Holden Voices: Blog

Poems, stories, and reflections, written by faculty, staff, and volunteers currently serving in the Village.

KENT NARUM: Ash Wednesday Sermon

February 20, 2015 at 9:59 AM

“Many’s the time I’ve been mistaken and many times confused
Yes, and I’ve often felt forsaken and certainly misused
Oh, but I’m alright, I’m alright, I’m just weary to my bones
Still, you don’t expect to be bright and bon vivant
So far away from home, so far away from home.” [1]

Kid leaves home (so goes the story) with dad’s inheritance.  Travels to a distant land.  Squanders inheritance.  Famine comes, no one helps.  Hungry and guilty, the child finally says, “I’ve no where else to go, but home.  At least at home I can be a hired hand.  I’ll go.  I’ll beg for pity.  Anything is better than this.  I’ll say, ‘Father, I know I’m not worthy to be called your kid, but have pity, have mercy, just treat me like a servant.’”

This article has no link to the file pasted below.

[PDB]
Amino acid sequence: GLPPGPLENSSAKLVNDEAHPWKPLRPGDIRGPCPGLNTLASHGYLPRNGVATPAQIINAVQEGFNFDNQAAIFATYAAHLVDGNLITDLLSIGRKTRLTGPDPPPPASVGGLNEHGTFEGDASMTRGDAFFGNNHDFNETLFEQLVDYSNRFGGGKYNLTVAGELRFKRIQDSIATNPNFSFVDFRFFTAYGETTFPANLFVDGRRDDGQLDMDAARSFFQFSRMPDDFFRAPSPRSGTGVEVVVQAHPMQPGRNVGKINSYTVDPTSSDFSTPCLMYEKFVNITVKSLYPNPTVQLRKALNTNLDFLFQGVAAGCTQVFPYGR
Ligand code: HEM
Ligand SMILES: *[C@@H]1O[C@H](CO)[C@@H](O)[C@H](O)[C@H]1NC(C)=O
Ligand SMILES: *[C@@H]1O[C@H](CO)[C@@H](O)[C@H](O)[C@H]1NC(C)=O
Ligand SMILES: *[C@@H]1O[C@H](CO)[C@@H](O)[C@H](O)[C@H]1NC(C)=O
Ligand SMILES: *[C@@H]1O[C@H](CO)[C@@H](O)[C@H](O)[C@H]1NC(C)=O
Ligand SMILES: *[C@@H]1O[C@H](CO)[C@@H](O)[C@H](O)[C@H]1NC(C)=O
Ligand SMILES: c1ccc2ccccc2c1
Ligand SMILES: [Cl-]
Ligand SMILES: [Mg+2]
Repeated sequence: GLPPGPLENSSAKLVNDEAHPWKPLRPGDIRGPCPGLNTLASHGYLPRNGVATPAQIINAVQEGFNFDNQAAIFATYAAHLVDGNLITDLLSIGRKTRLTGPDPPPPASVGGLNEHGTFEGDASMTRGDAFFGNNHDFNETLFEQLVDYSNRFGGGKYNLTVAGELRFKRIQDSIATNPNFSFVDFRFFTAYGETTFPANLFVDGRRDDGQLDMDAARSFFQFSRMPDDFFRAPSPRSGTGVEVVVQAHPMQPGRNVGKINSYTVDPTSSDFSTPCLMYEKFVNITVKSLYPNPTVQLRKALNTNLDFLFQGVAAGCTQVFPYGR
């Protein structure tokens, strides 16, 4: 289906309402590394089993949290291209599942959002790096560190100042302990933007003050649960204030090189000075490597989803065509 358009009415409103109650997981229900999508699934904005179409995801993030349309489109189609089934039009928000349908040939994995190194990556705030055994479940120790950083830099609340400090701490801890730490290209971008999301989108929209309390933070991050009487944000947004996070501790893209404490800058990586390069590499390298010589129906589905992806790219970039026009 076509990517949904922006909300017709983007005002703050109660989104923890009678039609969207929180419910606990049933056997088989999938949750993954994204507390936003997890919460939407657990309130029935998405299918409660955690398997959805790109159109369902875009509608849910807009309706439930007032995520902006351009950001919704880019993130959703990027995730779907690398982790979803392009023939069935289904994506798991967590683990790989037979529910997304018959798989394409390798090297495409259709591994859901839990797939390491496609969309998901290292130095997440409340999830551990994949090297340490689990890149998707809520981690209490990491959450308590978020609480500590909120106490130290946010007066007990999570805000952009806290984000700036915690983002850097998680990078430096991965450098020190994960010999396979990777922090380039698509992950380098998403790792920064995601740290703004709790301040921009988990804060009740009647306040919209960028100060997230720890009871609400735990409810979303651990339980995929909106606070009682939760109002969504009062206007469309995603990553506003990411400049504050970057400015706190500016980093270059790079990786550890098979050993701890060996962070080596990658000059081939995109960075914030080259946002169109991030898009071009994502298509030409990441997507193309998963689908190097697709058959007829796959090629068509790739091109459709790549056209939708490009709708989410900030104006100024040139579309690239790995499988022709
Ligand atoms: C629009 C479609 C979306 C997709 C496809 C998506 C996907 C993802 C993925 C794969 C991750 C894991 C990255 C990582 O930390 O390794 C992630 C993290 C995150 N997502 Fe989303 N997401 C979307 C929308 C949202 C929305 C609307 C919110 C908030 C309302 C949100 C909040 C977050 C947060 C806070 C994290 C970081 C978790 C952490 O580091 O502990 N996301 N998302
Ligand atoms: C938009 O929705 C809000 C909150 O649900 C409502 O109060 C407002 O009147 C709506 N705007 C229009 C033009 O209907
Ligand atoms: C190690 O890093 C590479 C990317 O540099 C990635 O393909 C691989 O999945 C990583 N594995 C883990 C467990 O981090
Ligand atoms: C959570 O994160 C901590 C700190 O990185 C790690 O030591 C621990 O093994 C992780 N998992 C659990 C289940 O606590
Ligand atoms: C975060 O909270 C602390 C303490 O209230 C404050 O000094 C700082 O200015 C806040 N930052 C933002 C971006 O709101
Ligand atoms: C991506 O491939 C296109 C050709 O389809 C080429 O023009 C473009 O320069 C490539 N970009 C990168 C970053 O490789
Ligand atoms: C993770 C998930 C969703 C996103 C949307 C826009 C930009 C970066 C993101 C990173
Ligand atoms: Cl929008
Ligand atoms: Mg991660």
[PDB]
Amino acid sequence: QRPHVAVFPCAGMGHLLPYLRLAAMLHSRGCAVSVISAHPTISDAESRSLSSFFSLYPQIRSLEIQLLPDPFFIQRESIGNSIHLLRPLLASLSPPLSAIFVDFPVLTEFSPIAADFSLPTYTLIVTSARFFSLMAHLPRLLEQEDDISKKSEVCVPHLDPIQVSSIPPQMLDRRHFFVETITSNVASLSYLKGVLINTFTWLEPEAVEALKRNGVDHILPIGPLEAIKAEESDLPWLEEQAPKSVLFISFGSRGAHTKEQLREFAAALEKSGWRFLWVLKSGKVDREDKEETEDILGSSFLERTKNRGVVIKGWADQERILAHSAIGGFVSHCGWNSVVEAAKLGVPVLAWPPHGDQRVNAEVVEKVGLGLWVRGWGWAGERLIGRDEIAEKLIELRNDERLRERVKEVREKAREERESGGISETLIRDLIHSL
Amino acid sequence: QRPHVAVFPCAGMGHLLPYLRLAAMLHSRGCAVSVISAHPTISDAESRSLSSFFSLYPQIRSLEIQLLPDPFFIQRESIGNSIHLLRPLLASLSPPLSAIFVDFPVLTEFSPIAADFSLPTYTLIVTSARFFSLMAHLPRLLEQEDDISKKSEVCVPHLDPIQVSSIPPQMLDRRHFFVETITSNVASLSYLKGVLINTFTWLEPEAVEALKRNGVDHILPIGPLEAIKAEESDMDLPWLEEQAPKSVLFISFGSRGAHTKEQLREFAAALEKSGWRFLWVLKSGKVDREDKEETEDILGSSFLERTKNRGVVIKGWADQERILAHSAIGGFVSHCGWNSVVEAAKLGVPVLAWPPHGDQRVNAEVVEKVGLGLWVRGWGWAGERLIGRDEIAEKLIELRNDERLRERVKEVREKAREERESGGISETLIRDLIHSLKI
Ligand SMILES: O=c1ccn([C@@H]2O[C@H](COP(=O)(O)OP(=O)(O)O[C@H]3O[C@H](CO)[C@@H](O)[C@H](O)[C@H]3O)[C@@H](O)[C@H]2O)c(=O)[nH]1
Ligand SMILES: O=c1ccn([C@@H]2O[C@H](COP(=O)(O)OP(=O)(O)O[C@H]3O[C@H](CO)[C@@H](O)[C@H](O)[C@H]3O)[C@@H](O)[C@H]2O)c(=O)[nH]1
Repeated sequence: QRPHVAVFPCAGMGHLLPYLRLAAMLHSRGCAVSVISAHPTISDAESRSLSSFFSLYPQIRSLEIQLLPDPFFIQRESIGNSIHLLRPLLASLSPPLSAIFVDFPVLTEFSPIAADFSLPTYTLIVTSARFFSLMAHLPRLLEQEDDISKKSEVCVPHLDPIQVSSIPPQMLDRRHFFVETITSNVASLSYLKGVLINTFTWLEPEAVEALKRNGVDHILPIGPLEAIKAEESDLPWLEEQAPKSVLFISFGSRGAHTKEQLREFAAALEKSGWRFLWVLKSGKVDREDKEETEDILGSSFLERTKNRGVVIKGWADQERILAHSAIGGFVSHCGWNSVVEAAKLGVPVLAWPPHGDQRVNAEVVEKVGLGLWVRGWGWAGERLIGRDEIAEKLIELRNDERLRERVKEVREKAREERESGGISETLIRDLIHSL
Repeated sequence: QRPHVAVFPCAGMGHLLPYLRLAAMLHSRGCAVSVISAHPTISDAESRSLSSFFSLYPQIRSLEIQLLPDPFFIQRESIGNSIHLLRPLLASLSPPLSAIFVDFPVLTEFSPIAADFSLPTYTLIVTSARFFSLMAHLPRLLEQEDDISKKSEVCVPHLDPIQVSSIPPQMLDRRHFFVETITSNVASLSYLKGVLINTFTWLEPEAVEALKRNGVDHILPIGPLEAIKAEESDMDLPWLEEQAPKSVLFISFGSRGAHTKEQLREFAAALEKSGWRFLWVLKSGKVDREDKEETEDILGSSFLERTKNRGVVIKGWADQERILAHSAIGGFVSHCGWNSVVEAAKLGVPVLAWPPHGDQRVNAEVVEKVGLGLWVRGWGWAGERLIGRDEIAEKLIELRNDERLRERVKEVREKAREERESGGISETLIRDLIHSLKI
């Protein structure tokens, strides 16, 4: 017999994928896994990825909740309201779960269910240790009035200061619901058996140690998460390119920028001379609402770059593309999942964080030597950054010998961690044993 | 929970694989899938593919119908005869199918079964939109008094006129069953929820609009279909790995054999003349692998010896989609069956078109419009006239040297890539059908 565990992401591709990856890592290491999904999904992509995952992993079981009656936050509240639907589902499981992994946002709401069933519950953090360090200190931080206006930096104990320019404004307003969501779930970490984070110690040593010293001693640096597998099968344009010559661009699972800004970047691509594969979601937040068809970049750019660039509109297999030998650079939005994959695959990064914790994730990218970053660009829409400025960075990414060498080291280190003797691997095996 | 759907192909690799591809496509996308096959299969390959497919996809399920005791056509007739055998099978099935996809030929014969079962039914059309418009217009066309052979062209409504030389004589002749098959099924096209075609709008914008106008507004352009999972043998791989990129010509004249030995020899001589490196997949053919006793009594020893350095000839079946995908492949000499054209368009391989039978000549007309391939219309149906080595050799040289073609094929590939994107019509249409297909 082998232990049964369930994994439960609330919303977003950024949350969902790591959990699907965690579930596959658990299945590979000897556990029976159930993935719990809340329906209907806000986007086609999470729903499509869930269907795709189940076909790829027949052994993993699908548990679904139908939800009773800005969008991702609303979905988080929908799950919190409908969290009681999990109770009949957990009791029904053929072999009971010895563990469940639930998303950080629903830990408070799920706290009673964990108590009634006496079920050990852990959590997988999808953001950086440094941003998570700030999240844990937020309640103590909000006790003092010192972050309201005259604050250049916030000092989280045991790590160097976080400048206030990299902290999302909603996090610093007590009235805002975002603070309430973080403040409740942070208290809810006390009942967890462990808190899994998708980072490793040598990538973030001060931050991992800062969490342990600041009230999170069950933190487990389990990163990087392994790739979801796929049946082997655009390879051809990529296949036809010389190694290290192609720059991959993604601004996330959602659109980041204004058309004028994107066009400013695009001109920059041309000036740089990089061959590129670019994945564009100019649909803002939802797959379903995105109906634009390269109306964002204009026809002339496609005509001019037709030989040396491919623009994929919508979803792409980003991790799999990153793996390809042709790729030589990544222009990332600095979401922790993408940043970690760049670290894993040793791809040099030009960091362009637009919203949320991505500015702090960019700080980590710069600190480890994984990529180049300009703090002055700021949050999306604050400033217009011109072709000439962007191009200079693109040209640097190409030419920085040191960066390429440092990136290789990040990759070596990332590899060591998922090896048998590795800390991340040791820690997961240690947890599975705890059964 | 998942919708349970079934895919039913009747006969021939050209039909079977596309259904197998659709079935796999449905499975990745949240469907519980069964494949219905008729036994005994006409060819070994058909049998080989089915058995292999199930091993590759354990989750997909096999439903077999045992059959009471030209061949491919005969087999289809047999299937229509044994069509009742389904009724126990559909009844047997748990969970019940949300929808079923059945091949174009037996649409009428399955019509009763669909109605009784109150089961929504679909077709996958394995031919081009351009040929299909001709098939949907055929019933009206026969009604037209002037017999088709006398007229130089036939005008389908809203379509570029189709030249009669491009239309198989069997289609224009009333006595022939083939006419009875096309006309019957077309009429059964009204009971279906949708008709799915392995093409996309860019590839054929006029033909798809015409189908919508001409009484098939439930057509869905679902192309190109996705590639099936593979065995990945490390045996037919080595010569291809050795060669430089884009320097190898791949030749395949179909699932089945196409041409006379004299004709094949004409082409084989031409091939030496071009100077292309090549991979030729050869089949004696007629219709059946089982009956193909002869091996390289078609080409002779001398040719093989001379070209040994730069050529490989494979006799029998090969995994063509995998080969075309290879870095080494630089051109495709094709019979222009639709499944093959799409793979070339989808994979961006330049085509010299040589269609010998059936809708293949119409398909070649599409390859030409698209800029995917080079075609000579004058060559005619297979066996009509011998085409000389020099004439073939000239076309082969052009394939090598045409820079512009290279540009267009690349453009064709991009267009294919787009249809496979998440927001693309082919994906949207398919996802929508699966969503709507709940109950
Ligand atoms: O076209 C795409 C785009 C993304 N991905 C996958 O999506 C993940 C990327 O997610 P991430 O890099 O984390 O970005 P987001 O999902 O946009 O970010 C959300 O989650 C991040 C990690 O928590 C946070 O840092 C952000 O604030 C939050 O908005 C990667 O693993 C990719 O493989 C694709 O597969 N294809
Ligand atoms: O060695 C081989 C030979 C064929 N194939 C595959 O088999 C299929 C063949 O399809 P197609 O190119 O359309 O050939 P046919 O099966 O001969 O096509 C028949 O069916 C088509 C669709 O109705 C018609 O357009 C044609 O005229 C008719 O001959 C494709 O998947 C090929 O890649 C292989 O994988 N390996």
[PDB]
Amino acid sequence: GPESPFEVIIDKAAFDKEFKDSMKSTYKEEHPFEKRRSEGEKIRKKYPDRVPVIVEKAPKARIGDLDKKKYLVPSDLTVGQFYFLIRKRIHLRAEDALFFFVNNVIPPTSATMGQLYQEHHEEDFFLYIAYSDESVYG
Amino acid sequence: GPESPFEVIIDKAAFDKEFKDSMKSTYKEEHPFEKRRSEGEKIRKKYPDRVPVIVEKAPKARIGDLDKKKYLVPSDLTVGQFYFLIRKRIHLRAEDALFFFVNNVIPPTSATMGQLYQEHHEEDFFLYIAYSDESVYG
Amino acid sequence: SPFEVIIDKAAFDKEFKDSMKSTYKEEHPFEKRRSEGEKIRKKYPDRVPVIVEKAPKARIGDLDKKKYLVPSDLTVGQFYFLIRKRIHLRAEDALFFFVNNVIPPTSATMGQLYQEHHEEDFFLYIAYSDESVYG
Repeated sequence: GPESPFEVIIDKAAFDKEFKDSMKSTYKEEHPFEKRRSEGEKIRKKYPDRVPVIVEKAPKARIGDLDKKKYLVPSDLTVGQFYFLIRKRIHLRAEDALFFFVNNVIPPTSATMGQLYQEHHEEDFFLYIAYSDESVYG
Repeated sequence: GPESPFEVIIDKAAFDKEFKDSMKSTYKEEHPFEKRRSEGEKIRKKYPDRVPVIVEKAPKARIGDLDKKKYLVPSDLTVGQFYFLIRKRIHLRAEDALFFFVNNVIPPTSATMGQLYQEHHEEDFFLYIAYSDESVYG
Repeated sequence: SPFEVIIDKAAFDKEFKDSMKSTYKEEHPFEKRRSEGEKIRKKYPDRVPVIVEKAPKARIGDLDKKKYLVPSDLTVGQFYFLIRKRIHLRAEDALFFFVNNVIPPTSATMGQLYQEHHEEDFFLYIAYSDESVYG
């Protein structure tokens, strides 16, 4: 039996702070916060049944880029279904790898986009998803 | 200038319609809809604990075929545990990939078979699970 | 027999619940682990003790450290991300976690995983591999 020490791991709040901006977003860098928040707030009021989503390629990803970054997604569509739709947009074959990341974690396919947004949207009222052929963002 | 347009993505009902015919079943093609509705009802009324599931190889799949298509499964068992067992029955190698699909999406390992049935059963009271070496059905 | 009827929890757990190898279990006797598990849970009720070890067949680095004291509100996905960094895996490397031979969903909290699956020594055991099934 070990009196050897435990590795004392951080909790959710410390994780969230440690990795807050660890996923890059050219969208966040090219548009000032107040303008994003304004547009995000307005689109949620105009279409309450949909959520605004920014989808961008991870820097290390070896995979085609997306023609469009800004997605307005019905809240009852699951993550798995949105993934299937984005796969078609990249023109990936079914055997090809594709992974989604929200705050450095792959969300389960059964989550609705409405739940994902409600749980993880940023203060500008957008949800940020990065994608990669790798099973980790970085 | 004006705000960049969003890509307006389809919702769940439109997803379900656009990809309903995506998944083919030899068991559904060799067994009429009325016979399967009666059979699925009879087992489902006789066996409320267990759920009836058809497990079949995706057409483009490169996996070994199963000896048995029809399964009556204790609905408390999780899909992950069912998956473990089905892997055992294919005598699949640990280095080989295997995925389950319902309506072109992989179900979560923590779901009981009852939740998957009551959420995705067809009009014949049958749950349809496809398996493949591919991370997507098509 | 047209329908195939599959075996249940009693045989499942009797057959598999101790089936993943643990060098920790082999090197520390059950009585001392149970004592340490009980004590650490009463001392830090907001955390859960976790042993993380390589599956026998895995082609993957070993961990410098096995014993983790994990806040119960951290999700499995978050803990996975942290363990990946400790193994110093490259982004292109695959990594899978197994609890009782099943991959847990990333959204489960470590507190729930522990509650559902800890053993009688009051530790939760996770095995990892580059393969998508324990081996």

The story of the prodigal son in Luke’s Gospel isn’t a reading this Ash Wednesday.  However, it is a night we remember, we acknowledge, we are far from home.  We are mistaken, confused, forsaken, misusedweary to our bonesso far away from home.

It’s a word some have heard before: Liminal.  It is the space between two things.  The transition in space or time, a “threshold” experience (like the “threshold” of a door, where you find you have left one space or time, but you’ve yet to settle into the space or time ahead of you).